Wednesday, August 26, 2009
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Yes it's true. For those of you, who like me, rarely take the time to head to the Indiana State Museum, they have been exhibiting more and more art exhibitions over the past months. I have missed a number of them but was invited to check out their two current exhibits, the "85th Annual Hoosier Salon" and "Making it in the Midwest: Artists Who Chose To Stay", this past week. So, on a nice sunny afternoon I arrived with a friend to check out the two exhibits along with the other goings on at the ISM. This, was my first visit to the museum in perhaps a year, maybe two.
I always enjoyed the museums space as a whole. The view of the canal makes for a great setting for a pleasant afternoon of wandering the halls of the museum. As we parked in the underground garage, which was exceedingly full, I thought, I was a bit surprised by how few people I actually saw in the exhibits themselves. Not that it all matters or impacts my experience, I was simply wondering where all those people could be hiding. I guess the canals must have been busy.
We started our stroll on the ground level, walking through the collection of rocks and minerals, prehistoric dioramas, and early native american artifacts. I have always enjoyed this stretch of the museum. Not much had seemed to change, possibly more videos this time. [Note: There seemed to be a lot more videos around the museum, as part of most of the exhibits but there were few places to sit and watch the videos. For me, if I am expected to watch a video for more than a few minutes I prefer a place to sit and relax while doing so. Particularly in a scholarly presentation setting.]
We made our way upstairs to check out the exhibit, "Making it in the Midwest: Artists Who Chose To Stay".
From the ISM web site:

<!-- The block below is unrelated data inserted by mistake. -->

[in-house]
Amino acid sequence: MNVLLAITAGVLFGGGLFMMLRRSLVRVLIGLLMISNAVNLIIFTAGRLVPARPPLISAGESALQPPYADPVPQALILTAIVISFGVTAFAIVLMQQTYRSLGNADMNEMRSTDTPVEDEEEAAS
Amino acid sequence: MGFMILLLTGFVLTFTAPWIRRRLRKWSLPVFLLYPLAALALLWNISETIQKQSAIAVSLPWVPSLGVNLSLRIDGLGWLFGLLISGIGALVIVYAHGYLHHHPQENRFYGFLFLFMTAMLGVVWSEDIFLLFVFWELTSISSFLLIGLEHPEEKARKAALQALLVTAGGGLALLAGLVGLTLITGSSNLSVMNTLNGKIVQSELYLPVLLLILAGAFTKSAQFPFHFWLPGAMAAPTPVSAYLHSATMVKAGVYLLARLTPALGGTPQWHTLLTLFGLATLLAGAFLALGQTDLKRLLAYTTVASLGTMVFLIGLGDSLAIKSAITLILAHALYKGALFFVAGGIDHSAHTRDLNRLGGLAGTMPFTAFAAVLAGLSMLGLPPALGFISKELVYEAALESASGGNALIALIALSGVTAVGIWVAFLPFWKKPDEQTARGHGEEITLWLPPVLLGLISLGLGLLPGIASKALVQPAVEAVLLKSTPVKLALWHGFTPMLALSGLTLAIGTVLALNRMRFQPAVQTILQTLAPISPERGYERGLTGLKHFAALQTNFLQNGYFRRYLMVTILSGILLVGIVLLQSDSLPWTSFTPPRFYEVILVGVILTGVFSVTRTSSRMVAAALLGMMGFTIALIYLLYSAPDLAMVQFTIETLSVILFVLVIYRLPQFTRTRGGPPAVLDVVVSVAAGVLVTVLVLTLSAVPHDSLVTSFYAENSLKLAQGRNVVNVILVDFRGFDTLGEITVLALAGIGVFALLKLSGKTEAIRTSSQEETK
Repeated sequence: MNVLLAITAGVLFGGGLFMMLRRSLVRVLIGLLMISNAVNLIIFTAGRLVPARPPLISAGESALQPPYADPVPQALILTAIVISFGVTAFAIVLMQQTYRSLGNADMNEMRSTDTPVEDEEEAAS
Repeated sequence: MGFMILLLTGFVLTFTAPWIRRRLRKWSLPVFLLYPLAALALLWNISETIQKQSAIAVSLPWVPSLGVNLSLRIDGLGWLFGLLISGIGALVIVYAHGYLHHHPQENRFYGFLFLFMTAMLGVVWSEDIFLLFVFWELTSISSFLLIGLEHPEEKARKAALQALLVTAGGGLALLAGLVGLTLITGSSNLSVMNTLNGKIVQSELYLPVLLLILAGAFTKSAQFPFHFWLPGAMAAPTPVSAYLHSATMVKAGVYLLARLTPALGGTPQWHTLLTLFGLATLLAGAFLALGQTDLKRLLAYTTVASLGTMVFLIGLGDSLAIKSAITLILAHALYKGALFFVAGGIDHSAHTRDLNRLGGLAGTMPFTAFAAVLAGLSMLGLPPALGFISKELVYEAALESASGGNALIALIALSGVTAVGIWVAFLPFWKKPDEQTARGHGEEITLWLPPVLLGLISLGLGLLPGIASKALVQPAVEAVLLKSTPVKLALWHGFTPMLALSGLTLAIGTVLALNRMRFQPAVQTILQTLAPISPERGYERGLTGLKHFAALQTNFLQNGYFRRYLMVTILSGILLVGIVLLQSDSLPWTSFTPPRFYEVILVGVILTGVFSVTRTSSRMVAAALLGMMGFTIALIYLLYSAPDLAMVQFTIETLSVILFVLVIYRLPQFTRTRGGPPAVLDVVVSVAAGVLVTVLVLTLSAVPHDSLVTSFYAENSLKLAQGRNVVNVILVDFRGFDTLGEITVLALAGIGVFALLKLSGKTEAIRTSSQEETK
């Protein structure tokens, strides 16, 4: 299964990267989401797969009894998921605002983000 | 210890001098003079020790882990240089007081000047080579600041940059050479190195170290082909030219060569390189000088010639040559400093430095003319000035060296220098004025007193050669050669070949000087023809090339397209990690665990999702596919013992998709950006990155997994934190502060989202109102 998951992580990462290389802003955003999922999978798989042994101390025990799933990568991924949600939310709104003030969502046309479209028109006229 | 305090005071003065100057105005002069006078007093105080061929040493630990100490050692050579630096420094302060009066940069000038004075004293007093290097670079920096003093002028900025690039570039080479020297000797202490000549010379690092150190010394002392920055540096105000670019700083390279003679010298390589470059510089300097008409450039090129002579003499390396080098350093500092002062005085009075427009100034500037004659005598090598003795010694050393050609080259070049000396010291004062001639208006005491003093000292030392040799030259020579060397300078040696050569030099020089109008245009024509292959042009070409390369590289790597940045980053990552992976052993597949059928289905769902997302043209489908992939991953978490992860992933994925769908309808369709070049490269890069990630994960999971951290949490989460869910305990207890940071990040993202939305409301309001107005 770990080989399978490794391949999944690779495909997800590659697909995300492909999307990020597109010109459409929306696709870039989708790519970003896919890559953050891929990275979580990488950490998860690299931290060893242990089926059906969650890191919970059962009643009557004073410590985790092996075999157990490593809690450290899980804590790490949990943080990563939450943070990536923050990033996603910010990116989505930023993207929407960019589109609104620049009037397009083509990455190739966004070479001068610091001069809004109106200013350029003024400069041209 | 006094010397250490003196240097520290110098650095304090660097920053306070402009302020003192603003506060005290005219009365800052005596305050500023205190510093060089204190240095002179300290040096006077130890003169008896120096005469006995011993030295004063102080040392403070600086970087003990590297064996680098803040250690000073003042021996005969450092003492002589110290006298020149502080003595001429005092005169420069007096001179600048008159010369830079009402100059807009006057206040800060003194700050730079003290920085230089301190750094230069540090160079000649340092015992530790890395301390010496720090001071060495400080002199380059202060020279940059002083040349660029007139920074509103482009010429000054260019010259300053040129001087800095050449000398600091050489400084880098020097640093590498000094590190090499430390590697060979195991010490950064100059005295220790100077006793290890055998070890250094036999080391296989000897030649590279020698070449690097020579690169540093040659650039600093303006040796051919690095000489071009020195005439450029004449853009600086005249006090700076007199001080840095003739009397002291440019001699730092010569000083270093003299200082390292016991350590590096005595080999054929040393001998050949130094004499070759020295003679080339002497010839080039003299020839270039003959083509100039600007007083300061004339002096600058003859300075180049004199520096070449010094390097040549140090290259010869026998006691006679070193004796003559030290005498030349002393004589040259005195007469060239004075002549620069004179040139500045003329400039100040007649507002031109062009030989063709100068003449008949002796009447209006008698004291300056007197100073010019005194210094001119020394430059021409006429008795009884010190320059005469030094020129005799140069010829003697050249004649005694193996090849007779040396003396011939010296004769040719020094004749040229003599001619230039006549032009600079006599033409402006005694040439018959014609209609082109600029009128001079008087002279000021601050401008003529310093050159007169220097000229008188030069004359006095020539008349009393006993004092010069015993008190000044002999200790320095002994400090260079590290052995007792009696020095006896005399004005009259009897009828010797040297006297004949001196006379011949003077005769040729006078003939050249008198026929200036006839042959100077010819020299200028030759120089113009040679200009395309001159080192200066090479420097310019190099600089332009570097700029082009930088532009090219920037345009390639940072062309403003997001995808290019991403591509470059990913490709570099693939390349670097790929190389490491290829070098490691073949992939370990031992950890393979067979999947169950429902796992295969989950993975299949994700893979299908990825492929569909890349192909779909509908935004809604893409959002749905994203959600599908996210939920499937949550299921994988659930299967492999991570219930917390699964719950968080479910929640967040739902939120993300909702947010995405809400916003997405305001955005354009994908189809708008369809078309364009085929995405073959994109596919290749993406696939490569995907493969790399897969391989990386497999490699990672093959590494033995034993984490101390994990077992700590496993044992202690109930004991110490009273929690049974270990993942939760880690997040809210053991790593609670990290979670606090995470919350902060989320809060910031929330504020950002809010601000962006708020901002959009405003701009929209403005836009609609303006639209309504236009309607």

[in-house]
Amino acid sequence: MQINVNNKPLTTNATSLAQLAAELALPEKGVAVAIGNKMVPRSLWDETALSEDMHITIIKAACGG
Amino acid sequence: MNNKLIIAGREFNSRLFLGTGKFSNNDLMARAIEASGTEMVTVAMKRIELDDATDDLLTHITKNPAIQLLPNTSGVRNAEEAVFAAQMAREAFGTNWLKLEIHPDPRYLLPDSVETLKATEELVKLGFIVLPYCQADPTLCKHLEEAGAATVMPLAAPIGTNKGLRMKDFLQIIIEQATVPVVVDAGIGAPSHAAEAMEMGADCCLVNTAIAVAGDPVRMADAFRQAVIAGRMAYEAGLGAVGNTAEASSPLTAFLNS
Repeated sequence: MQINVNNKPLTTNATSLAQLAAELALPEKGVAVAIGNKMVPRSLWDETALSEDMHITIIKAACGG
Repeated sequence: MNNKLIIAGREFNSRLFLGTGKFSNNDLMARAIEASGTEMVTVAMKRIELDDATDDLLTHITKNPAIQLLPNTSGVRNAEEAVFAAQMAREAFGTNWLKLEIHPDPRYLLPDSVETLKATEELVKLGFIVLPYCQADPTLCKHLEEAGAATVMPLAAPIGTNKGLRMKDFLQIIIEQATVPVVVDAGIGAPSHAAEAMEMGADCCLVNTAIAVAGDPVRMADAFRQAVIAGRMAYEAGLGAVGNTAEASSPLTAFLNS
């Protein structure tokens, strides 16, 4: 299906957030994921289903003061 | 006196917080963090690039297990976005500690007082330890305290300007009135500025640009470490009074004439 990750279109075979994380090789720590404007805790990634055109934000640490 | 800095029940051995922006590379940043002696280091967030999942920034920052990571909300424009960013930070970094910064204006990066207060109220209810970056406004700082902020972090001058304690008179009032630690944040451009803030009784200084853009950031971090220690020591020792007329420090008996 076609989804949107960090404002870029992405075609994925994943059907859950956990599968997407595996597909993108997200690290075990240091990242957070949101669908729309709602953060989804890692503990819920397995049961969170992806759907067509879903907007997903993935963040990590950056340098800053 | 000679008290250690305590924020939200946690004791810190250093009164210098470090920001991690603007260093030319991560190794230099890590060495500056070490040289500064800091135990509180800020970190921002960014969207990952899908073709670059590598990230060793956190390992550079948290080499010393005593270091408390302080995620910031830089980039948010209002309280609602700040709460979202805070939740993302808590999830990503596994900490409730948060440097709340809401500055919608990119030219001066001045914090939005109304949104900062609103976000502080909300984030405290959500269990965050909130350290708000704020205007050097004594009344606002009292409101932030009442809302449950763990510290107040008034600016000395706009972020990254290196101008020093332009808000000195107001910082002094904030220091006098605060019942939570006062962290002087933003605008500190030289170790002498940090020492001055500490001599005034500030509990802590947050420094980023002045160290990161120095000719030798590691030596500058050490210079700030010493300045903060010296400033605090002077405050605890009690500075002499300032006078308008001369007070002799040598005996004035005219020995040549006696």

Making it in the Midwest is the first major exhibition to explore the challenges facing working artists in the Midwest, and brings together an important array of historical works, many of which are in private collections and have not been seen publicly for decades. The inclusion of contemporary artists showcases the extraordinary talent found throughout Indiana and the surrounding region.The exhibit was presented, for the most part in two sections, one room with the contemporary works, the other room with the historic works. Not having seen an exhibit of art at the ISM before, I had no preconceived concepts of what I was going to see. But as with most exhibits I walk into, I was hoping to be surprised and find an exhibit that really stood out to me. I think I have talked about this on a number of occasions, I miss the excitement or wow factor of walking into an art exhibit. Maybe this is best seen in contemporary museums, galleries and experimental project spaces, more so than in a setting such as the ISM offers but my first impression was that the exhibit was a bit on the understated side. I did not get that sort of energy or excitement, which for me would have made the whole exhibit stand out more. Do not get me wrong, the exhibit, as it was presented, was not bad. Rather it was fine, possibly a touch over crowded. A worthwhile show of works by a number of local regulars. There were not really any surprises in the bunch, though it was nice to see a couple new wood sculptures by David Morrison (best known for his lithographs) that seemed to play off of spiked leather collars and bracelets, along with some of his lithographs which always blow me away for their superb attention to detail and subtlety. [Though the labels were misleading to some degree listing items such as the pictured bracelet and such as part of the media which it is not. I will chalk that up to a typo or over site though.] I should say that it was nice to see a couple Jay Parnell paintings in the grouping. Not the strongest of his paintings, in my opinion but a nice addition none the less. Possibly my favorite work in the show was a moderate size painting by Tom Keesee. I failed to take a pencil with me (professional error) so I did not take the name of the piece down, but that painting was wonderful, full of brightness, crisp spring colors, slathered onto the canvas. Just my sort of thing. I always enjoy seeing the paintings of Tom,so seeing him here made sense particularly as a more contemporary rendition to play off of the more historical works like the paintings of T.C. Steele in the adjutant room. With works by other artists such as: India Cruse-Griffin, Matthew Davey, Rob Day, James Wille Faust, Greg Hull, Tamar Kander, Charlene Marsh, Les Miley, C.W. Mundy, Cindy O’Dell, Todd Reifers, Artur Silva, Malcolm Mobutu Smith, Tom Tedrowe, Maria Tomasula, Nhat Tran and Audrey Ushenko, this show is worth checking out and as a community we should support the ISM as they reach out to the local artist community.